There's no point in hiding what #ProjectBigSwim is, so I'll tell you the tale of how the idea came about...
Once I managed to let go, to deal with things as they happened and to be happy with whatever progress I made - be it a big miles day or a rest day - I knew I would be facing a big problem when I got back to the UK.
After a big adventure, you tend to fall into a bit of a pit. An odd sense of detachment from the real world followed a feeling of despair as I questioned everything about the 'normal' world around me. With this in mind I needed adventure plans.Something to work towards since I had no partner or family of my own to focus my attention on.
Ideas would appear, be analysed and then discarded.Running adventures were quickly dismissed since they seemed to lack the challenge needed to push me out of the slightly expanded comfort zone. The one thing I feared was the open water, and the one endurance adventure that had always had me speechless was Sean Conway's LeJog swim, and so I had the basis of my next big project. But I had a different focus, the self-supported aspect seemed to shout out at me.
Camp - now featuring wetsuits
Would it be possible to repeat Sean's swim self-supported?
Would it be possible to swim around the entire UK, self-supported?
The largest stumbling block, however, wasn't the logistics, the safety, the fitness, the mental strength or funding. It was my completely irrational fear of open water. Fear was so ingrained that the deep river crossings of Norway were more traumatic than being lost in the Arctic Circle, or low on food with days of running ahead of me.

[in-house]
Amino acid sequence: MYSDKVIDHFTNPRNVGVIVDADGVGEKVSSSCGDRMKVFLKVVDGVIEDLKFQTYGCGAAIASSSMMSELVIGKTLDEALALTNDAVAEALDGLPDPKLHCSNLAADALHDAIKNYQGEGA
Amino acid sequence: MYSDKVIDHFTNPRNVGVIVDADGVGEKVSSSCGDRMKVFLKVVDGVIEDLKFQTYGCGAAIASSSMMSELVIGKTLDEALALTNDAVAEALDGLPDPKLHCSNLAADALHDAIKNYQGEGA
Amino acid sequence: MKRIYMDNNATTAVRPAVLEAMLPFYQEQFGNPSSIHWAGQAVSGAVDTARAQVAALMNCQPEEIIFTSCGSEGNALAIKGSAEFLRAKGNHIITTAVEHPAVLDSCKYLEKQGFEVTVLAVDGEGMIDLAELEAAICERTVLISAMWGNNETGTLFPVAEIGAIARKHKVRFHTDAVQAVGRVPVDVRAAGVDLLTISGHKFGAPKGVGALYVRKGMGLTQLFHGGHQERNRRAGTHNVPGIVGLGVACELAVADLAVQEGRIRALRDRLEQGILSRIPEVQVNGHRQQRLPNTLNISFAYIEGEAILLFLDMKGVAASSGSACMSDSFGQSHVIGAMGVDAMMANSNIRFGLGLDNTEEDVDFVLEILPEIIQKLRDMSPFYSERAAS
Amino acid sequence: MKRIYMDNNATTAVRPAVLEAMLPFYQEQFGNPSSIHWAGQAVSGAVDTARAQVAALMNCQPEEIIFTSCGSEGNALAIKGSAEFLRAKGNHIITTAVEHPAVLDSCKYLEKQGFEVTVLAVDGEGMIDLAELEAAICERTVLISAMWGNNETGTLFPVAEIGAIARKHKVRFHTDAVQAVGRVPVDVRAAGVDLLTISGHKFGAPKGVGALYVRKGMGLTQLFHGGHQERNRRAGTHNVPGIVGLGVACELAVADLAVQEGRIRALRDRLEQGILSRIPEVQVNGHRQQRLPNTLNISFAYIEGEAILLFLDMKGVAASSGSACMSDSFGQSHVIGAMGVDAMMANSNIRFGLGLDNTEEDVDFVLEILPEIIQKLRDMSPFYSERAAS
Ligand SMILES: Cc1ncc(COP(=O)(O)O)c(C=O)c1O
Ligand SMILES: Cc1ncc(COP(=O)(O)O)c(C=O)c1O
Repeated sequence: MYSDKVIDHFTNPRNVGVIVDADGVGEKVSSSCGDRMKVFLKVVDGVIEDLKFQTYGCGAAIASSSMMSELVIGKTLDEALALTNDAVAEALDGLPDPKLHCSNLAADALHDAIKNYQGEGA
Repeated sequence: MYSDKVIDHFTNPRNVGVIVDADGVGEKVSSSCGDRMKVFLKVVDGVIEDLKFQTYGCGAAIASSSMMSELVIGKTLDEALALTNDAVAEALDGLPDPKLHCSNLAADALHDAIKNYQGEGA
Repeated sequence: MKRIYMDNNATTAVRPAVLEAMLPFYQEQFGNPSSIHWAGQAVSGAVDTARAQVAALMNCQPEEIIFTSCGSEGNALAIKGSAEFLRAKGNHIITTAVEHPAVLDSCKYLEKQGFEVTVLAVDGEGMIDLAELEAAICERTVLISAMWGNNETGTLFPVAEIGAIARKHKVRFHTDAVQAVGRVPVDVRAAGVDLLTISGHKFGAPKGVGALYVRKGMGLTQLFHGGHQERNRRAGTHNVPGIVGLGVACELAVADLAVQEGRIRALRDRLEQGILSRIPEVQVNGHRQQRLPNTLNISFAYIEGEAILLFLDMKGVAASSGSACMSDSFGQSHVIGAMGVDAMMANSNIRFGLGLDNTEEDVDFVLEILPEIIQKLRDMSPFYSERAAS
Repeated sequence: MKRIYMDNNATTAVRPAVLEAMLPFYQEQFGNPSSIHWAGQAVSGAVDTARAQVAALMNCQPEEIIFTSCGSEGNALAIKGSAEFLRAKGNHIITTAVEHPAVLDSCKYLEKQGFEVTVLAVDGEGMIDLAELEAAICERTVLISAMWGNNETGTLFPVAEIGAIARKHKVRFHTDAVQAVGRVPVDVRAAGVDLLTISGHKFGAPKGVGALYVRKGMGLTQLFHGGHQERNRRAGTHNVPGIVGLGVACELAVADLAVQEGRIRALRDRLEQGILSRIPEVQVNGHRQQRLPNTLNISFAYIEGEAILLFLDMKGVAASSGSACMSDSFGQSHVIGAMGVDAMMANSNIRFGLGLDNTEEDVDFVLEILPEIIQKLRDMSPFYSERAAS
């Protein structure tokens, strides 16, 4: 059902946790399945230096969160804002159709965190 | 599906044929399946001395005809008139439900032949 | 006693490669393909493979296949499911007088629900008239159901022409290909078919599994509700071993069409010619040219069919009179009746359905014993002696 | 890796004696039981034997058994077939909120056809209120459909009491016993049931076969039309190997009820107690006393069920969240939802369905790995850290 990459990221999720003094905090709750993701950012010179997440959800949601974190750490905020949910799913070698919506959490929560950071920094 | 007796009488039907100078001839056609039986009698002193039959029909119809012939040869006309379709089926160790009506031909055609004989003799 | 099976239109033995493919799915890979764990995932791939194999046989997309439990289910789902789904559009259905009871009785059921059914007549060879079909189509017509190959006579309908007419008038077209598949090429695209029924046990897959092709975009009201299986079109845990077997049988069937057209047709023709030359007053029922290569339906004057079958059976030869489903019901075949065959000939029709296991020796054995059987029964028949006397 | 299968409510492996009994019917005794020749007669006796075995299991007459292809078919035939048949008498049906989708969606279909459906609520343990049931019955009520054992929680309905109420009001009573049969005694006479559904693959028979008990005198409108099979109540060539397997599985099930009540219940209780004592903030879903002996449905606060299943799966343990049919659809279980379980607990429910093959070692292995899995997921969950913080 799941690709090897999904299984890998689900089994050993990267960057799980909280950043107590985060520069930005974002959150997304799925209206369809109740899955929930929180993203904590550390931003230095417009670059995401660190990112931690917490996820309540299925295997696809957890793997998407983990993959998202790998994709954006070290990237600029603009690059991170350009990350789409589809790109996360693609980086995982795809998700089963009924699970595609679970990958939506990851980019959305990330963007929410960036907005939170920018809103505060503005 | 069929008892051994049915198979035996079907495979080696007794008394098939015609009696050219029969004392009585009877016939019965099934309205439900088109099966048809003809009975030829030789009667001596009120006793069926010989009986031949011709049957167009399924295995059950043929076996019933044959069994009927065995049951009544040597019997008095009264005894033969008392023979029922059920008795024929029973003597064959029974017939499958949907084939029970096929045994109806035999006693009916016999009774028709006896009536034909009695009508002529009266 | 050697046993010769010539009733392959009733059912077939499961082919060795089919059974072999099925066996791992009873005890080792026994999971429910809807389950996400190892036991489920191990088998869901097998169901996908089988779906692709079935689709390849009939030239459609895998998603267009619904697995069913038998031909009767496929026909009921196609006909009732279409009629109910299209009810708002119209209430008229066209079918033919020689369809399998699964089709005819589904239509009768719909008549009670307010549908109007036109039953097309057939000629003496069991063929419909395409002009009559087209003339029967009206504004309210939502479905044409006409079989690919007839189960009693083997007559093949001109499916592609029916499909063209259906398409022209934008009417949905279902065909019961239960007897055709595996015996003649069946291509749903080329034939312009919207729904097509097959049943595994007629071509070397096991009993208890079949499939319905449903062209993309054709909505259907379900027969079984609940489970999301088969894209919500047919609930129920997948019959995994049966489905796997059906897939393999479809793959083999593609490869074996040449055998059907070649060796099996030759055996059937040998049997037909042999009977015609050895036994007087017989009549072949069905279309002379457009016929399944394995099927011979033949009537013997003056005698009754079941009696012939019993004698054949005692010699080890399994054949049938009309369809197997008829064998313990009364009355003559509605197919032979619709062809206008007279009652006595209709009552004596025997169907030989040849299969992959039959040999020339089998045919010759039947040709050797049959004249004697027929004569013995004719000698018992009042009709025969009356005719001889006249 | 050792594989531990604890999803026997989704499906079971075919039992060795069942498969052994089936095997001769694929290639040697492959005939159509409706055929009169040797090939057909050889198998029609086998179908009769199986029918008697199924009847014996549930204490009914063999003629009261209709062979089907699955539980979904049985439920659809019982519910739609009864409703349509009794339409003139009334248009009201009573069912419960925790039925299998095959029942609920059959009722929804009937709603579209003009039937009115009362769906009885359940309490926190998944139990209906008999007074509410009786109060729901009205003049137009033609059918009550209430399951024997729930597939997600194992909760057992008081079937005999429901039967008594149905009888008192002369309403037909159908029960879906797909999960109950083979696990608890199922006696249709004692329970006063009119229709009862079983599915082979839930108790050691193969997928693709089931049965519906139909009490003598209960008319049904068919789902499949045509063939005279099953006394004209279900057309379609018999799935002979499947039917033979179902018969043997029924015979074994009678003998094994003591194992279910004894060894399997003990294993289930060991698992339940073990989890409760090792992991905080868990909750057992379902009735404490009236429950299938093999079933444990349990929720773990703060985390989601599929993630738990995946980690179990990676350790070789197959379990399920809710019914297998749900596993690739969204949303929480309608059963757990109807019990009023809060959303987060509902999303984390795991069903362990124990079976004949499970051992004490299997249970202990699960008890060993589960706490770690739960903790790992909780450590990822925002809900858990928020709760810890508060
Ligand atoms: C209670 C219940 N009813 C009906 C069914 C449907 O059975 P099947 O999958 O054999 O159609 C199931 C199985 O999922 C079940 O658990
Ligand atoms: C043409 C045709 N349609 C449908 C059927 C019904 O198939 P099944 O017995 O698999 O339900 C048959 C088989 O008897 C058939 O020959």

The largest stumbling block was my completely irrational fear of open water
My approach to this problem has been methodical, despite the appearance of being slightly foolhardy or downright tortured. First I stepped into the open water of a reservoir with a group of open water swimmers. No swimming was done, just in the water. Then to the pool to regain some control of the fear. Hours were spent swimming back and forth, practising different things to do in case of panic, focusing on gaining more control over the fear.
Gradually this progressed to getting in the open water of the Lake District, swimming short distances in the shallows alone or with others, forcing myself to float face down and eyes open in the deep waters of Wast Water and finally regular solo swims in calm and choppy waters. Thefear hasn't been conquered, however. It hasn’t gone away. It's there, mostly in the background with occasional screams for attention but what is different is that there is no accompanying panic.The mental effort is no longer exhausting, and I've even begun to dive and swim beneath the surface of the water with a certain degree of comfort. The idea of 'making fear my friend' that I set out with seems to be working, and the skills learnt through ultra-running, and multi-day adventures seem to apply to swimming long distances in open water.
The idea of 'making fear my friend' that I set out with seems to be working.
Ahead I have a list of swimming challenges that I need to complete to know that I am ready and the next adventure is looming on the horizon.A SwimRun that covers 177 miles of the Lake District and involves swimming the full length of 22 of the 26 Lakes, Meres and Waters of an area that has been my training ground for running.
You can follow the journey from not being a swimmer to an almost impossible swimming adventure over atbarefootaleks.com/journal
Big Shakeouters will also be able to catch Aleks speaking about making fear his friend in the Wyedale Room.